Public authorities: Agents for change?
Social criteria in public procurement can improve working conditions in global supply chains, according to a Swedwatch report directed to public procurement authorities in the EU.
Many procured goods are produced in poor countries where the risk of human rights violations and poor working conditions are substantial. “Agents for Change” is based on three case studies concerning the production of surgical instruments in Pakistan, chicken meat in Thailand and coffee in Brazil. These are all products procured by Swedish contracting authorities and the production constitutes environments where working conditions often are hard and exploitation of workers widespread. In the first case, Swedwatch’s comparative studies from 2007 and 2015 demonstrated improvements in Pakistani factories, including wages and combating child labor, as results of the inclusion of social demands by the county councils, the public units responsible for health care in Sweden. The national collaboration between the 21 county councils and the developed system for applying social criteria, is a good example of how social aspects can be implemented in the procurement process and improve working conditions in practice. The report also shows that several contracting authorities use sustainability certifications when coffee is procured, which can be an effective tool to monitor and verify the social demands.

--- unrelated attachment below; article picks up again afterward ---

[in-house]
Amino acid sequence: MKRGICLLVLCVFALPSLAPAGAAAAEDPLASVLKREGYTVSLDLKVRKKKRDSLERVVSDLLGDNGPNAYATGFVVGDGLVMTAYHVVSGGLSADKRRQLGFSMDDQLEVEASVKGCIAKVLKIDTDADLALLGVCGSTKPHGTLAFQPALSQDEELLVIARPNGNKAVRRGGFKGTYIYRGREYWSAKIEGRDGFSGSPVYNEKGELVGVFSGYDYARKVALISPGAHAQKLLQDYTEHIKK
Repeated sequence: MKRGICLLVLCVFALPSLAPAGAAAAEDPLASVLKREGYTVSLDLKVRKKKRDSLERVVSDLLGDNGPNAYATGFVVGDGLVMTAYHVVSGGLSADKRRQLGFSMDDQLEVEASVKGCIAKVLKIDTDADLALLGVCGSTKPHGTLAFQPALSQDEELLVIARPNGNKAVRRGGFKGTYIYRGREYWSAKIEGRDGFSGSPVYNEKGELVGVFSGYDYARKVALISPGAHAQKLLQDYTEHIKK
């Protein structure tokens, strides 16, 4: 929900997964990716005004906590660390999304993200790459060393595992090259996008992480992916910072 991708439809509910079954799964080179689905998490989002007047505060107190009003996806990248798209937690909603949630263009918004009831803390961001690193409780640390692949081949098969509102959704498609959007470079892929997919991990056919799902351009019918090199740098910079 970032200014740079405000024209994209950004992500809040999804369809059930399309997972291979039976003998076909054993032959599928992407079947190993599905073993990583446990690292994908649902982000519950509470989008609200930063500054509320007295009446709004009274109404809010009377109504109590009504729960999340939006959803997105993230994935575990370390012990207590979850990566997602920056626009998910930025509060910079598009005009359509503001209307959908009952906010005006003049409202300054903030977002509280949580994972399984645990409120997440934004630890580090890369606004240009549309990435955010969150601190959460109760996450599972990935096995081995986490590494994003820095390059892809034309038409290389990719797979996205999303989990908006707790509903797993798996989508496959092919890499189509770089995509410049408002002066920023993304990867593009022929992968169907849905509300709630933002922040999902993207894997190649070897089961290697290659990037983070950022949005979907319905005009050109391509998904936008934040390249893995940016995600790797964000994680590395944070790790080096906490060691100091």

Although there are several positive examples of how Swedish contracting authorities are working with social criteria, there are still many challenges remaining. Follow-up on set criteria is often lacking. In the example of Thai poultry, Swedwatch’s investigation showed that municipalities and county councils were unaware of the risks of rights violations. Thorough risk-assessment of procured goods is needed to know when the social criteria should be included and monitored.
To enable procurement officers to both carry out risk-assessment and monitoring, policy makers need to provide resources, time and expertise. Cooperation and consolidation of the requirements are also needed to make the implementation of social criteria effective.
Swedwatch’s report also provides practical guidance on socially responsible procurement aimed at policymakers and procurement officers in the EU. The recommendations aim to inspire stakeholders to use social criteria as a tool to reach the UN’s sustainability goals (SDGs).
The report will be presented by Swedwatch at the “International Workshop on Public Procurement and Human Rights” in Geneva on November 17th.
This is a follow-up on: Healthier Procurement